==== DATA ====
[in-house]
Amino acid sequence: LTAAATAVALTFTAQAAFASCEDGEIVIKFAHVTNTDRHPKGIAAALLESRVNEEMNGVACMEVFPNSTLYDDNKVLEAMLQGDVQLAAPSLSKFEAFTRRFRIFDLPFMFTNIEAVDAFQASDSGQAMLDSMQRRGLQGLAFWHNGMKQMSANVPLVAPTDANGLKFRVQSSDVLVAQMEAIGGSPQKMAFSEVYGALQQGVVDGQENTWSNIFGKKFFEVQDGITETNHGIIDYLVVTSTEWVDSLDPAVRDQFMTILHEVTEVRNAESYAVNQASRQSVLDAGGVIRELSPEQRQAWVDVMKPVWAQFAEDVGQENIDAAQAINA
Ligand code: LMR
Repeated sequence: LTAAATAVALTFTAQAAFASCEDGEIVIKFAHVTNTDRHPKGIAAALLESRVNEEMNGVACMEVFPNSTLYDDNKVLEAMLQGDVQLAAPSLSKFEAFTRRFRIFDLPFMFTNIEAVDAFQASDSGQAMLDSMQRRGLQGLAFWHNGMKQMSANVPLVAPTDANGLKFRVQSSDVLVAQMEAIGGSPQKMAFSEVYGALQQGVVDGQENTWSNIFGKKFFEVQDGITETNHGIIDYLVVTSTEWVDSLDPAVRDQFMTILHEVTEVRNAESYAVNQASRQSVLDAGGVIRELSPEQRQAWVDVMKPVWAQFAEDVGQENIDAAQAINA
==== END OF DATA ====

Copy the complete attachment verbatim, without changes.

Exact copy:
[in-house]
Amino acid sequence: LTAAATAVALTFTAQAAFASCEDGEIVIKFAHVTNTDRHPKGIAAALLESRVNEEMNGVACMEVFPNSTLYDDNKVLEAMLQGDVQLAAPSLSKFEAFTRRFRIFDLPFMFTNIEAVDAFQASDSGQAMLDSMQRRGLQGLAFWHNGMKQMSANVPLVAPTDANGLKFRVQSSDVLVAQMEAIGGSPQKMAFSEVYGALQQGVVDGQENTWSNIFGKKFFEVQDGITETNHGIIDYLVVTSTEWVDSLDPAVRDQFMTILHEVTEVRNAESYAVNQASRQSVLDAGGVIRELSPEQRQAWVDVMKPVWAQFAEDVGQENIDAAQAINA
Ligand code: LMR
Repeated sequence: LTAAATAVALTFTAQAAFASCEDGEIVIKFAHVTNTDRHPKGIAAALLESRVNEEMNGVACMEVFPNSTLYDDNKVLEAMLQGDVQLAAPSLSKFEAFTRRFRIFDLPFMFTNIEAVDAFQASDSGQAMLDSMQRRGLQGLAFWHNGMKQMSANVPLVAPTDANGLKFRVQSSDVLVAQMEAIGGSPQKMAFSEVYGALQQGVVDGQENTWSNIFGKKFFEVQDGITETNHGIIDYLVVTSTEWVDSLDPAVRDQFMTILHEVTEVRNAESYAVNQASRQSVLDAGGVIRELSPEQRQAWVDVMKPVWAQFAEDVGQENIDAAQAINA